Although the population of Mali is 95% Muslim, it is by and large, a relatively tolerant ‘islam lite’ version that is practiced. Alcohol is accepted in the same way it is in the west, music and dancing are a big part of Mali culture, and Malian women enjoy wearing the bright and colourful clothes commonly seen across West Africa. The arrival of brutal Sharia imposed by hard line fundamentalists put a stop to all this and unsurprisingly, was not popular with the majority of people. All alcohol and cigarettes were publically destroyed, music and dancing was outlawed, and brutal punishments for transgressors were carried out (the stone block used for chopping off hands and feet is still visible in the main square in Gao complete with blade marks and blood stains).
Once an iron grip was established in the North, the Islamists turned their eyes to the south of Mali and began to advance towards the capital Bamako. In 2013, the French, at the request of the Malian Government, deployed their armed forces and within few weeks, retook the north and ejected the islamist groups from the towns and cities. This was followed later that year by the UN establishing MINUSMA (United Nations Multidimensional Integrated Stabilization Mission in Mali) in order to provide stability and assistance during the restoration of infrastructure and governance in the region.
French troops drive past a MINUSMA convoy forming up in Gao. The UN armoured personnel carriers are manned by soldiers from Bangladesh
Since 2013 there has been a slow and painstaking dialogue between the several disparate armed groups claiming an interest in the future of Northern Mali. At the last count there were several, each with influence in different regions and each with their own agenda, and each with their own name based on the theme of popular representation. This kind of reminds me of the ‘Life of Brian’ scene when Brian tries to join the ‘Popular Front of Judea’ only to be told to:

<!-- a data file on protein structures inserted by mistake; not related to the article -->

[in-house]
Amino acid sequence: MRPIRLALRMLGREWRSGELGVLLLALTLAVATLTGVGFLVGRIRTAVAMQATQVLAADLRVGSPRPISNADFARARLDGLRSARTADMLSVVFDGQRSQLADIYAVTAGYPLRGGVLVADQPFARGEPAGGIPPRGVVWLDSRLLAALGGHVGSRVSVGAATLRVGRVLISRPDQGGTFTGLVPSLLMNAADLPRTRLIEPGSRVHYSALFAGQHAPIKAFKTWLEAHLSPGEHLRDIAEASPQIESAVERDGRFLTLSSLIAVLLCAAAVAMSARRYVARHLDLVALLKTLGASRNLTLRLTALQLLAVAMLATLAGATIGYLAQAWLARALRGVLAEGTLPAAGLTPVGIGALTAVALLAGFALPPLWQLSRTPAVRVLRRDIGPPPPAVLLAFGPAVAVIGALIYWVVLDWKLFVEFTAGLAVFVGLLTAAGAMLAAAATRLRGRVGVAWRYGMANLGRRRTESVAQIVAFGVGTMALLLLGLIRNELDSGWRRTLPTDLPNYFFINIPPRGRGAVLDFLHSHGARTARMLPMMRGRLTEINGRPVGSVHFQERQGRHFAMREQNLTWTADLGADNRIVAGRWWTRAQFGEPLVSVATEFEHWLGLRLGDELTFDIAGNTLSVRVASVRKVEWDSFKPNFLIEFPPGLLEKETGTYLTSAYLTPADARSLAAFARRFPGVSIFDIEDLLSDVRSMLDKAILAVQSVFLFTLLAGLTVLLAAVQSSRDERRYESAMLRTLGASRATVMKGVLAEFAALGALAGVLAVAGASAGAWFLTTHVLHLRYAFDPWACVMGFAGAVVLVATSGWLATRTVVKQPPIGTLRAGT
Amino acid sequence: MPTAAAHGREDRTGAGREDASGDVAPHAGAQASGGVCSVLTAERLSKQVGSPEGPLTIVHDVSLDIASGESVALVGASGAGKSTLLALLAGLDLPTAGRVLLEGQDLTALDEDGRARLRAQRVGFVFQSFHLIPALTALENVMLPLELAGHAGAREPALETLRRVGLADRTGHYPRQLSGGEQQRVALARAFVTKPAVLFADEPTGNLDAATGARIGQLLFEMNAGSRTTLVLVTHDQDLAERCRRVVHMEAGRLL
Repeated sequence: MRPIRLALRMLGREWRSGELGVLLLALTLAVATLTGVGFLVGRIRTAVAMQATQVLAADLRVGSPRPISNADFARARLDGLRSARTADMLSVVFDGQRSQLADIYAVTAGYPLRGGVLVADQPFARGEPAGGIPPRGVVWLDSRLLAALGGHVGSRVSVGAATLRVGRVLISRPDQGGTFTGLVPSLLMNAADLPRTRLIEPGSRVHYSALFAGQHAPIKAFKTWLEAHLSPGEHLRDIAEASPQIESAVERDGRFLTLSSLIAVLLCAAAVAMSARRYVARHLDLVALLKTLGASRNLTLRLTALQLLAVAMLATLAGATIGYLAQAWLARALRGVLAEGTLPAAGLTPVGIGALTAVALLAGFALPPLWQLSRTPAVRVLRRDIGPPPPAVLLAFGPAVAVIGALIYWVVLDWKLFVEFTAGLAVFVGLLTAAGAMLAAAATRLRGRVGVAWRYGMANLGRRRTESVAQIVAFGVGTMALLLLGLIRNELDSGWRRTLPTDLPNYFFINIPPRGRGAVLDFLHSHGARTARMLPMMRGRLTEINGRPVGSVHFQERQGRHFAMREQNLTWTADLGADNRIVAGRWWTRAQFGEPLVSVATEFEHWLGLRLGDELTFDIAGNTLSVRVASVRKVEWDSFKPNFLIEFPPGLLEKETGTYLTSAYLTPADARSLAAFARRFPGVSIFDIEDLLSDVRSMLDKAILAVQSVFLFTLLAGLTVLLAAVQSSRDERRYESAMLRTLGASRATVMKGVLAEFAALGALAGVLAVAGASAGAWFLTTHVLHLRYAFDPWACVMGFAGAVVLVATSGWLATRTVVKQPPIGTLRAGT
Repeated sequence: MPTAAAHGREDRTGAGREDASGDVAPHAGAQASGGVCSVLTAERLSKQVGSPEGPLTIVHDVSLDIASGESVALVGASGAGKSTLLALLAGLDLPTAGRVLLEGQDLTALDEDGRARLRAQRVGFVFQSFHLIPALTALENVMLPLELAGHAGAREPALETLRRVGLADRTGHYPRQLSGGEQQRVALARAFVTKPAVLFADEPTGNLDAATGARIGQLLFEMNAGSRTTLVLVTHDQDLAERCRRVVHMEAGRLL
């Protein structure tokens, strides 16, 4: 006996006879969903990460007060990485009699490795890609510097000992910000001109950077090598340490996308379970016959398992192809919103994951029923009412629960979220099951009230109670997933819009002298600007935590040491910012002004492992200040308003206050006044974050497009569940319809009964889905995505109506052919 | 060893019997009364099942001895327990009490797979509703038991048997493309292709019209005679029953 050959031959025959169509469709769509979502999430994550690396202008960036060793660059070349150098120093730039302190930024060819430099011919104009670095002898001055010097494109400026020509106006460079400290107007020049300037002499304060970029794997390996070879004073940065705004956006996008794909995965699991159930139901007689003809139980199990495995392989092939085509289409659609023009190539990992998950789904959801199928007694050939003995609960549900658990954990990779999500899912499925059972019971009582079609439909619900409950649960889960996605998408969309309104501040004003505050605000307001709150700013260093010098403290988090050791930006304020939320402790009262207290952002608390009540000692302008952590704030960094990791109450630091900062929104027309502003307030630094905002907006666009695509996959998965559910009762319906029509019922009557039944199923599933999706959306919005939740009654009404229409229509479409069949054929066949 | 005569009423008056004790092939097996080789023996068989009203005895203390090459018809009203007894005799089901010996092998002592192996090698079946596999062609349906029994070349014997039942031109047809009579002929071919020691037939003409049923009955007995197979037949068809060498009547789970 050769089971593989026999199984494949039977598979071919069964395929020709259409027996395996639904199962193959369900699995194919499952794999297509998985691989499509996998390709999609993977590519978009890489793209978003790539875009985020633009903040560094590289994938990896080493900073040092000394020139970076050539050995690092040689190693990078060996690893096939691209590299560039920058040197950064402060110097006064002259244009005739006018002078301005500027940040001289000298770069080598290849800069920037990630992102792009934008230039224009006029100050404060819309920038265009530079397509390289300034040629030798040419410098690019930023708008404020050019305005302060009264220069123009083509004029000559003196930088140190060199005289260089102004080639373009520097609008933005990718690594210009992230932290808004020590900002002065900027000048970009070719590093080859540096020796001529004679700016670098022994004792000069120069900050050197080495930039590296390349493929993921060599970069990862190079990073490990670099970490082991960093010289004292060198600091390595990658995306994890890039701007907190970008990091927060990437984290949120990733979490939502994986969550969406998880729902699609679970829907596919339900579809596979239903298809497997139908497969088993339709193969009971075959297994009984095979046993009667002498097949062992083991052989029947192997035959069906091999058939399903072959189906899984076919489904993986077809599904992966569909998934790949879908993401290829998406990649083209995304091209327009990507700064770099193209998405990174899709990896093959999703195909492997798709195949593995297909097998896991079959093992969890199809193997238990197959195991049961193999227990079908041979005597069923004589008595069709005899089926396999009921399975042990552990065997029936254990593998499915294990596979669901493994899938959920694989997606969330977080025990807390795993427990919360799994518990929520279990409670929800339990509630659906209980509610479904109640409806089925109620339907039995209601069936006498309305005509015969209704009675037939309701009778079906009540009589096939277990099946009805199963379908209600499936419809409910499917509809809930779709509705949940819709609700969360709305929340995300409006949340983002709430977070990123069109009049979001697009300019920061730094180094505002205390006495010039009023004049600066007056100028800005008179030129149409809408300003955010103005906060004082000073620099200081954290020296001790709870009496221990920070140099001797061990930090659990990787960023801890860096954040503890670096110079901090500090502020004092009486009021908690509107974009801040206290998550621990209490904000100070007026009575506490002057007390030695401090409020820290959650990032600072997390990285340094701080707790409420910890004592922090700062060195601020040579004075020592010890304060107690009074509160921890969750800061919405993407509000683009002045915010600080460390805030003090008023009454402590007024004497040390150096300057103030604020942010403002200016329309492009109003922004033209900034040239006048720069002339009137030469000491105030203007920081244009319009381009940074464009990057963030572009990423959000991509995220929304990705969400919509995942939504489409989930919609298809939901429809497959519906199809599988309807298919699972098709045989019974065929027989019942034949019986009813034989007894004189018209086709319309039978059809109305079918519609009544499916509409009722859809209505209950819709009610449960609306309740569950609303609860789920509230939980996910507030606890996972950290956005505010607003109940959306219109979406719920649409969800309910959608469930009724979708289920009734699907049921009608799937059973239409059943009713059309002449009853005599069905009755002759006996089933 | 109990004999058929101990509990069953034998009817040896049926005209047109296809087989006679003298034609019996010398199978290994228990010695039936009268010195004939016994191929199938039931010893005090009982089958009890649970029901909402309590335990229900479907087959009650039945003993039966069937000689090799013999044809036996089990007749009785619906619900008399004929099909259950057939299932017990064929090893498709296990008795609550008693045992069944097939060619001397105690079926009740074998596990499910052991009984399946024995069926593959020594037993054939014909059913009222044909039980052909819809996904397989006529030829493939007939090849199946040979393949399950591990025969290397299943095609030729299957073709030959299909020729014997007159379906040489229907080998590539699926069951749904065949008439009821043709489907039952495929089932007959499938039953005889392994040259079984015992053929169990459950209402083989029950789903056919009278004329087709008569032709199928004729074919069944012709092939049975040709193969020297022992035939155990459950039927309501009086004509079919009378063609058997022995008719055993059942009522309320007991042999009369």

“f**k off, were the Peoples Front”.
“Whatever happened to the popular front?”
“He’s over there”
All shout “SPLITTER”………..
Anyway, I digress (but I don’t care, its my blog after all) but the negotiations finally got all of the armed groups to sign up to a fragile ‘peace agreement’ this year and although tensions remain high, by and large it is holding. Of course the Jihadist groups are not part of this agreement and are an additional overlay woven into the fabric of the current situation and a complicating factor. As usual it is the young, uneducated, impressionable and disaffected youth, brainwashed with hateful religious dogma by wicked and manipulative authority figures, that are recruited to carry out IED attacks and ambushes on a variety of targets, predominantly MINUSMA, that are part of the effort to restore stability to the region. Add to the mix high levels of lawlessness due to the prolonged absence of effective law enforcement; banditry, kidnapping, drug and people trafficking, are all effective ways for criminal elements to make money in cash strapped Mali.